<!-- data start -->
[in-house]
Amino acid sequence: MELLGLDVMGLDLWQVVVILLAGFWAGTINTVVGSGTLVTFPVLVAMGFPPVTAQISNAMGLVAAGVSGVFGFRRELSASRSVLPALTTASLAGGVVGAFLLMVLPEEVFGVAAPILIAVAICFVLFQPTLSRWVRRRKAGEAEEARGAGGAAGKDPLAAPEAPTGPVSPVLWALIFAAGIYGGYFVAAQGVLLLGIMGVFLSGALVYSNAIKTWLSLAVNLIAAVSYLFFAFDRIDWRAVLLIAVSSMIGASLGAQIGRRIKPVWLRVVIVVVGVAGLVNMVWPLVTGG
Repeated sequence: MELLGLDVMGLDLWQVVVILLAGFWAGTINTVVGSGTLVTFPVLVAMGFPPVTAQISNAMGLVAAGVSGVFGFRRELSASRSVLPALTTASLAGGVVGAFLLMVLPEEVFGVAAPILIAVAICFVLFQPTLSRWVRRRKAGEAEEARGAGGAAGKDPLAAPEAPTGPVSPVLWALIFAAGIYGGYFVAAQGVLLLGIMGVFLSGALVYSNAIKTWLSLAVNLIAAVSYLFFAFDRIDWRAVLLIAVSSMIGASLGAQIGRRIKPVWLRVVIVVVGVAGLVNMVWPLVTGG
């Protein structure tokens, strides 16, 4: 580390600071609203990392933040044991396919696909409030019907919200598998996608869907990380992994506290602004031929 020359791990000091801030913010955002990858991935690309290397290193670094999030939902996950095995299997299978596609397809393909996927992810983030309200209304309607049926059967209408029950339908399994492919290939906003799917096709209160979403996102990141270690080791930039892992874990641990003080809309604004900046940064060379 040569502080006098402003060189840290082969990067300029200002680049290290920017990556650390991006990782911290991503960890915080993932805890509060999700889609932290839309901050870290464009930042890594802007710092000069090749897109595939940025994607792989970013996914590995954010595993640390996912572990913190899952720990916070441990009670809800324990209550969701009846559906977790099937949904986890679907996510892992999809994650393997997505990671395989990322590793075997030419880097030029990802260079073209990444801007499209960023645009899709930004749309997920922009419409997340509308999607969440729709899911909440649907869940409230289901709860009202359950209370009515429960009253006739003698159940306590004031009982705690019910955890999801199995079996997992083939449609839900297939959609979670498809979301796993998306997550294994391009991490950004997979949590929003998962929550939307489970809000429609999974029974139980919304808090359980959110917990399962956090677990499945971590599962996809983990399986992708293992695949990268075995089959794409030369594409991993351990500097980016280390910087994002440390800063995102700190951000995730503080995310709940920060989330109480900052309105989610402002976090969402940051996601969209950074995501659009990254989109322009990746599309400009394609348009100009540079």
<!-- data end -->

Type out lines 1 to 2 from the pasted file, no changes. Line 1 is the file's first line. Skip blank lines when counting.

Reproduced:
[in-house]
Amino acid sequence: MELLGLDVMGLDLWQVVVILLAGFWAGTINTVVGSGTLVTFPVLVAMGFPPVTAQISNAMGLVAAGVSGVFGFRRELSASRSVLPALTTASLAGGVVGAFLLMVLPEEVFGVAAPILIAVAICFVLFQPTLSRWVRRRKAGEAEEARGAGGAAGKDPLAAPEAPTGPVSPVLWALIFAAGIYGGYFVAAQGVLLLGIMGVFLSGALVYSNAIKTWLSLAVNLIAAVSYLFFAFDRIDWRAVLLIAVSSMIGASLGAQIGRRIKPVWLRVVIVVVGVAGLVNMVWPLVTGG